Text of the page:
Jean Steel’s family was compensated by the government. Jean Steel was one of many MK Ultra human guinea-pigs Dr. Ewen Camard experimented with at McGill University’s Allen Memorial Institute building. In 2017, a settlement totalling $100,000 was made. Alison Steel, her daughter, said to the media that her mother was unable to function as a healthy person again after what she did.

MK-Ultra is almost cartoonish and sounds almost like a Bond villain,” Michael Wood (a lecturer at University of Winchester’s Department of Psychology) says. “But its origins are based upon verifiable facts, which gives it an uncomfortable edge.”

Wood credits the 1962 movie The Manchurian Candidate which depicts a soldier who is controlled by mind control to kill a politician for bringing MKUltra out from the shadows and into popular culture folklore. He says that this has been propagated further by the internet and modern-day reference in TV series like Stranger Things (where the scientists who created Eleven with telekinetic abilities are mentioned) and films like the Jesse Eisenberg-starring American Super


Wood says that MK-Ultra has been used in a specific rhetorical way when talking about an inside job. MK-Ultra has demonstrated that the US government does not hesitate to commit horrible acts against its citizens. MK-Ultra can be blamed for any mishap and is a popular online buzzword.

Marie D Jones, a US writer, co-authored the book Mind Wars. A History of Mind Control, Surveillance, and Social Engineering By the Government, Media, and Secret Societies. She believes that humans have always had a desire to control the minds of others. This belief dates back to Ancient Egyptians, who advocated the use of coercive persuasive persuasion. Mind control is a natural part of “human nature,” she said.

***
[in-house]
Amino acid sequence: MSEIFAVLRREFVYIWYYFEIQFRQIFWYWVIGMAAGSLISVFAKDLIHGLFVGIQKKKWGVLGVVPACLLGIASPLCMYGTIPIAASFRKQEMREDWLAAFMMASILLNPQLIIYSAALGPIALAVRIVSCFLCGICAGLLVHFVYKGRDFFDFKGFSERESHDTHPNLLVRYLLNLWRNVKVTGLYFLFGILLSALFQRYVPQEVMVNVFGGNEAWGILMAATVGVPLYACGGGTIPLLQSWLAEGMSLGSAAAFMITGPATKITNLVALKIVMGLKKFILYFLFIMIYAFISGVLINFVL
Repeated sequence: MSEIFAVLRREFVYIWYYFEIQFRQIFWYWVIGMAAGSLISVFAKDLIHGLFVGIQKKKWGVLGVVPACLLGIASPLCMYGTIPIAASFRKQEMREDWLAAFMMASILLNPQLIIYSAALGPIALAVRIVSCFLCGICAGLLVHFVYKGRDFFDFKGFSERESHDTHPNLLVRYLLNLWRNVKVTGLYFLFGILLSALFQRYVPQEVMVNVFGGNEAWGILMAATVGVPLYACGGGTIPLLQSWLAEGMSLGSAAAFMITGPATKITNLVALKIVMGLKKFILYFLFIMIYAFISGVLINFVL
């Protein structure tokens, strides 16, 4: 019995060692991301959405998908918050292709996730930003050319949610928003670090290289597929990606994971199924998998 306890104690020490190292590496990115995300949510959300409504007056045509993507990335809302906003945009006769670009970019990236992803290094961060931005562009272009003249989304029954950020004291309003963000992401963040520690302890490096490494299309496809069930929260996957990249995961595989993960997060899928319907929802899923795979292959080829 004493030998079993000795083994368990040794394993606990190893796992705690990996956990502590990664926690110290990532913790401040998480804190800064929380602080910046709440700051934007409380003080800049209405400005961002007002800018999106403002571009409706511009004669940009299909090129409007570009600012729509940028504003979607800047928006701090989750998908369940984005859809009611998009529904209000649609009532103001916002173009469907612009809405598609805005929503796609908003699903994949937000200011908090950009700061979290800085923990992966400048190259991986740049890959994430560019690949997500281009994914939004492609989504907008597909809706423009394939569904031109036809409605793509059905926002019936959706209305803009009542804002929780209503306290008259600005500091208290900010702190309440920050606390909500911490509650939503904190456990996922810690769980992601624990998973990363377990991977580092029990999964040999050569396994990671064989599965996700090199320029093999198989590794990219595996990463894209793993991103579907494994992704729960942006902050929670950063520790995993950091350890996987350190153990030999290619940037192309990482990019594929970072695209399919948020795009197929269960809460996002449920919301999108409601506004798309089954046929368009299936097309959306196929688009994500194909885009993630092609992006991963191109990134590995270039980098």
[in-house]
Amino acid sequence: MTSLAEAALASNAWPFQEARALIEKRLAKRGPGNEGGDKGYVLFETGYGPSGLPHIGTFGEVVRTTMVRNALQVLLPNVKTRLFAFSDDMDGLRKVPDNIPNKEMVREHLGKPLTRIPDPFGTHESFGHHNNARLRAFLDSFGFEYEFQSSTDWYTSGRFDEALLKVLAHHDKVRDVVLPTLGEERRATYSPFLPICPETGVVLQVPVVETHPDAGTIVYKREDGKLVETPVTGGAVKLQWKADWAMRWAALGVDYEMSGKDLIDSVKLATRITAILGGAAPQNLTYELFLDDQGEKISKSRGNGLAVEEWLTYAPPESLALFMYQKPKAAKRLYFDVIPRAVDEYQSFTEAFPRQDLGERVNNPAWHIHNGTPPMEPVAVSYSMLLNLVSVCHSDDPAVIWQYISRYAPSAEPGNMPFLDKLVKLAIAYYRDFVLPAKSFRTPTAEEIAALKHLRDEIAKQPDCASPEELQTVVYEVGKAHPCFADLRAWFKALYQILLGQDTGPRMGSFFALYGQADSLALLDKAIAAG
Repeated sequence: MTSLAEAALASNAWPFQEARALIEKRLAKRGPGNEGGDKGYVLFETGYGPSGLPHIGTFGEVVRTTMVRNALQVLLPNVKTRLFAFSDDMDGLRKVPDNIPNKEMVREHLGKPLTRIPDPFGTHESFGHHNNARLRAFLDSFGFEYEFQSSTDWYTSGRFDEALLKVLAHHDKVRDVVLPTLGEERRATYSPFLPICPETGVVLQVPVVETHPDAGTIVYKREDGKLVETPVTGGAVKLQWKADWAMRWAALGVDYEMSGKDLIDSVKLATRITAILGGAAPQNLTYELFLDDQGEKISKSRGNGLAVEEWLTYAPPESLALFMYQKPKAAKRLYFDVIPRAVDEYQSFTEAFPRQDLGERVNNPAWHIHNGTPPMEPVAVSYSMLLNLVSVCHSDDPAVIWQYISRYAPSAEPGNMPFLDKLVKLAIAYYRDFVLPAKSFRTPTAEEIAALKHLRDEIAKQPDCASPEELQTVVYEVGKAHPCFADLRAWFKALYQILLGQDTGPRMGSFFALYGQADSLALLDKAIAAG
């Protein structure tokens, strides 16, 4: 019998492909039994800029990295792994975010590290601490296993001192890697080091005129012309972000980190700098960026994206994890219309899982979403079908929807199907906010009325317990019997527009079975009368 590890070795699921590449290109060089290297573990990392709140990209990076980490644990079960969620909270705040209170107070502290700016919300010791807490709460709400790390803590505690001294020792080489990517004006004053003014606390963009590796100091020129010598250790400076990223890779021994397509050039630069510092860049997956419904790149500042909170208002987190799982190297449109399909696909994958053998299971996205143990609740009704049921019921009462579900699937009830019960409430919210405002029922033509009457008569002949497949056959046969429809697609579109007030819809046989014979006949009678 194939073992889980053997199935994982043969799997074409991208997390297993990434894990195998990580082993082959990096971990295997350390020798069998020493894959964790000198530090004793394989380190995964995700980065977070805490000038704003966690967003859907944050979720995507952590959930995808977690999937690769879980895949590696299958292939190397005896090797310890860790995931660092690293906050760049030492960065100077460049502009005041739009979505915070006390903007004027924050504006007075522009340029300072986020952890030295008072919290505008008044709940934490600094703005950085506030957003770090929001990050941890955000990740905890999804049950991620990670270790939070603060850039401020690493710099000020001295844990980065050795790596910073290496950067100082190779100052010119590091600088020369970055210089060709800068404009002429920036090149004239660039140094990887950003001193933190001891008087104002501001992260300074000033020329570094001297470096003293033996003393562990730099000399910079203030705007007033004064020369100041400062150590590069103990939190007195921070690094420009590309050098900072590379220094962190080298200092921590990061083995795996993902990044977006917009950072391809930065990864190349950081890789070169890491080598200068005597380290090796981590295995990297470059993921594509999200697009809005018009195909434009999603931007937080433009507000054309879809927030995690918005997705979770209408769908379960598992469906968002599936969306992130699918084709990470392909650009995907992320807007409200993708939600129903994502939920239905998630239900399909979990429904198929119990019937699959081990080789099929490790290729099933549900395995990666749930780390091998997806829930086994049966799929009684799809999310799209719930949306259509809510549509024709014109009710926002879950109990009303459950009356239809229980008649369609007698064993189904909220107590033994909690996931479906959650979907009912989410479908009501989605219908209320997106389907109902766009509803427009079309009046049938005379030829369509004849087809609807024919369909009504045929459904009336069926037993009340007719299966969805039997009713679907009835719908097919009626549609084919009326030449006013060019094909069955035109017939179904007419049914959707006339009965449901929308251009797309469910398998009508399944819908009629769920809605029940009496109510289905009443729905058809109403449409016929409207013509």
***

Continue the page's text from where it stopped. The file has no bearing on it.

Jones spent many months researching the MK-Ultra program through classified CIA documents. She says that MK-Ultra and the LSD tests were at the core of the program. They are about mastering the art to erase the subconscious of a victim, and replace it with a new way for thinking. Jones claims that online conspiracies surrounding MK-Ultra have become problematic, especially those based on video clips like Al Roker staring out into space and Britney Spears stumbles during interviews.


It’s vital that MK-Ultra’s truth is known. However, the fact that it has become so popular in popular culture has made it a problem. It’s gone from intellectually probing its origins to believing in total insanity, such as targeting celebrities and making them do strange things. This takes away the opportunity to study the history of MK Ultra.


What is it that makes MK-Ultra so attractive to online communities? Especially when it comes to trying to understand something bizarre or tragic. Scott Wark, a University of Warwick researcher in meme theory, said that the internet has provided a wealth of alternative information, but also made it possible to access a lot of new things that can be confusing.